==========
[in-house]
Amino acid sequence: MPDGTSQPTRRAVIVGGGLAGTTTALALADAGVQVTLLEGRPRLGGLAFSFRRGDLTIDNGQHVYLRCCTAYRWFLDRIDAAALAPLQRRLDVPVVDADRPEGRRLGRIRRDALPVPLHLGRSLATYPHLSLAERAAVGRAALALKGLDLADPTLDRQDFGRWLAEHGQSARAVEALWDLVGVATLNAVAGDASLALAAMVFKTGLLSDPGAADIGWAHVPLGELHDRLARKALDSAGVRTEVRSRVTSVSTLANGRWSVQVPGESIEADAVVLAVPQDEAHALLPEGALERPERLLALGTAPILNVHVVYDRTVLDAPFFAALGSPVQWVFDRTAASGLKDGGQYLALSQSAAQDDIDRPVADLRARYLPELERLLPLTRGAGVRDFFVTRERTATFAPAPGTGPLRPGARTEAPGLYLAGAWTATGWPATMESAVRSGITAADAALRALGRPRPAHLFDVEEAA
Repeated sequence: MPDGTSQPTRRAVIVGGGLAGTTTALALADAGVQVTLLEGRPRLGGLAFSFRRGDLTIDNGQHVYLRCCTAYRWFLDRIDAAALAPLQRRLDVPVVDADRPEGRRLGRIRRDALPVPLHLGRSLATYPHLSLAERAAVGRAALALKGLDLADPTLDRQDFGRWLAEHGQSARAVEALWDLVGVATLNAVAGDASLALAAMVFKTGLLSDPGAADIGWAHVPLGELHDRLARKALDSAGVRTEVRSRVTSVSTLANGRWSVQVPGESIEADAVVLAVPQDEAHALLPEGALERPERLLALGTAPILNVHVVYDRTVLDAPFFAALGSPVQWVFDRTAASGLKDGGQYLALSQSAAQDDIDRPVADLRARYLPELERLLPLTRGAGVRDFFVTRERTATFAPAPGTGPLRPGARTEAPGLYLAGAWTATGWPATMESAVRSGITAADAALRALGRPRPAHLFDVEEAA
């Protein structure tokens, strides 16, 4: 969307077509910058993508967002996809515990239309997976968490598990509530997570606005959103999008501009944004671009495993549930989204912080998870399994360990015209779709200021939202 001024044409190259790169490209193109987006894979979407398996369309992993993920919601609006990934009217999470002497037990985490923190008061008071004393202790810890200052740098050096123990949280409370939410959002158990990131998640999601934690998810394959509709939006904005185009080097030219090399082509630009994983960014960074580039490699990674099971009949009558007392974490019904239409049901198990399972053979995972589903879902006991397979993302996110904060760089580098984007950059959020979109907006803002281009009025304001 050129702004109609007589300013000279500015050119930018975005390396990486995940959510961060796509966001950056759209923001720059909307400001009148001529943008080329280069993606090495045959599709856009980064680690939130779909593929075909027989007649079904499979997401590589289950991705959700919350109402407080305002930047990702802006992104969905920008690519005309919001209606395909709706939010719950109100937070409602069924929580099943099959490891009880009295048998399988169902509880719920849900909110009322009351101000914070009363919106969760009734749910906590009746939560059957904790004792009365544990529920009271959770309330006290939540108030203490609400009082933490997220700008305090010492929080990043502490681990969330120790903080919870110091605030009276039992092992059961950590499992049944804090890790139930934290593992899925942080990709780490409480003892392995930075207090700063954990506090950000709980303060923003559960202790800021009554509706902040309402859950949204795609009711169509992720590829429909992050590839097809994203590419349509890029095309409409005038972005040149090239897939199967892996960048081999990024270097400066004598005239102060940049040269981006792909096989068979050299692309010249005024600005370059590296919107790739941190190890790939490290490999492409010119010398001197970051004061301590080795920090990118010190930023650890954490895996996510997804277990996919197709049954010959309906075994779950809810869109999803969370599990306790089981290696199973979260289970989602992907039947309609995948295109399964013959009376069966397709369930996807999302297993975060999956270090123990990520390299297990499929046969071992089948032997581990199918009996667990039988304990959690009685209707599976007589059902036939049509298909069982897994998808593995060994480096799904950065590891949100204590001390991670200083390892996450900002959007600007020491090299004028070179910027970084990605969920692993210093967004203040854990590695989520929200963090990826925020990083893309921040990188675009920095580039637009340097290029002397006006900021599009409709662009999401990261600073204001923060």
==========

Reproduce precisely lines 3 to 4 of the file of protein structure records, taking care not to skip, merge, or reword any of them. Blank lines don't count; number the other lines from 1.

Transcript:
Repeated sequence: MPDGTSQPTRRAVIVGGGLAGTTTALALADAGVQVTLLEGRPRLGGLAFSFRRGDLTIDNGQHVYLRCCTAYRWFLDRIDAAALAPLQRRLDVPVVDADRPEGRRLGRIRRDALPVPLHLGRSLATYPHLSLAERAAVGRAALALKGLDLADPTLDRQDFGRWLAEHGQSARAVEALWDLVGVATLNAVAGDASLALAAMVFKTGLLSDPGAADIGWAHVPLGELHDRLARKALDSAGVRTEVRSRVTSVSTLANGRWSVQVPGESIEADAVVLAVPQDEAHALLPEGALERPERLLALGTAPILNVHVVYDRTVLDAPFFAALGSPVQWVFDRTAASGLKDGGQYLALSQSAAQDDIDRPVADLRARYLPELERLLPLTRGAGVRDFFVTRERTATFAPAPGTGPLRPGARTEAPGLYLAGAWTATGWPATMESAVRSGITAADAALRALGRPRPAHLFDVEEAA
């Protein structure tokens, strides 16, 4: 969307077509910058993508967002996809515990239309997976968490598990509530997570606005959103999008501009944004671009495993549930989204912080998870399994360990015209779709200021939202 001024044409190259790169490209193109987006894979979407398996369309992993993920919601609006990934009217999470002497037990985490923190008061008071004393202790810890200052740098050096123990949280409370939410959002158990990131998640999601934690998810394959509709939006904005185009080097030219090399082509630009994983960014960074580039490699990674099971009949009558007392974490019904239409049901198990399972053979995972589903879902006991397979993302996110904060760089580098984007950059959020979109907006803002281009009025304001 050129702004109609007589300013000279500015050119930018975005390396990486995940959510961060796509966001950056759209923001720059909307400001009148001529943008080329280069993606090495045959599709856009980064680690939130779909593929075909027989007649079904499979997401590589289950991705959700919350109402407080305002930047990702802006992104969905920008690519005309919001209606395909709706939010719950109100937070409602069924929580099943099959490891009880009295048998399988169902509880719920849900909110009322009351101000914070009363919106969760009734749910906590009746939560059957904790004792009365544990529920009271959770309330006290939540108030203490609400009082933490997220700008305090010492929080990043502490681990969330120790903080919870110091605030009276039992092992059961950590499992049944804090890790139930934290593992899925942080990709780490409480003892392995930075207090700063954990506090950000709980303060923003559960202790800021009554509706902040309402859950949204795609009711169509992720590829429909992050590839097809994203590419349509890029095309409409005038972005040149090239897939199967892996960048081999990024270097400066004598005239102060940049040269981006792909096989068979050299692309010249005024600005370059590296919107790739941190190890790939490290490999492409010119010398001197970051004061301590080795920090990118010190930023650890954490895996996510997804277990996919197709049954010959309906075994779950809810869109999803969370599990306790089981290696199973979260289970989602992907039947309609995948295109399964013959009376069966397709369930996807999302297993975060999956270090123990990520390299297990499929046969071992089948032997581990199918009996667990039988304990959690009685209707599976007589059902036939049509298909069982897994998808593995060994480096799904950065590891949100204590001390991670200083390892996450900002959007600007020491090299004028070179910027970084990605969920692993210093967004203040854990590695989520929200963090990826925020990083893309921040990188675009920095580039637009340097290029002397006006900021599009409709662009999401990261600073204001923060």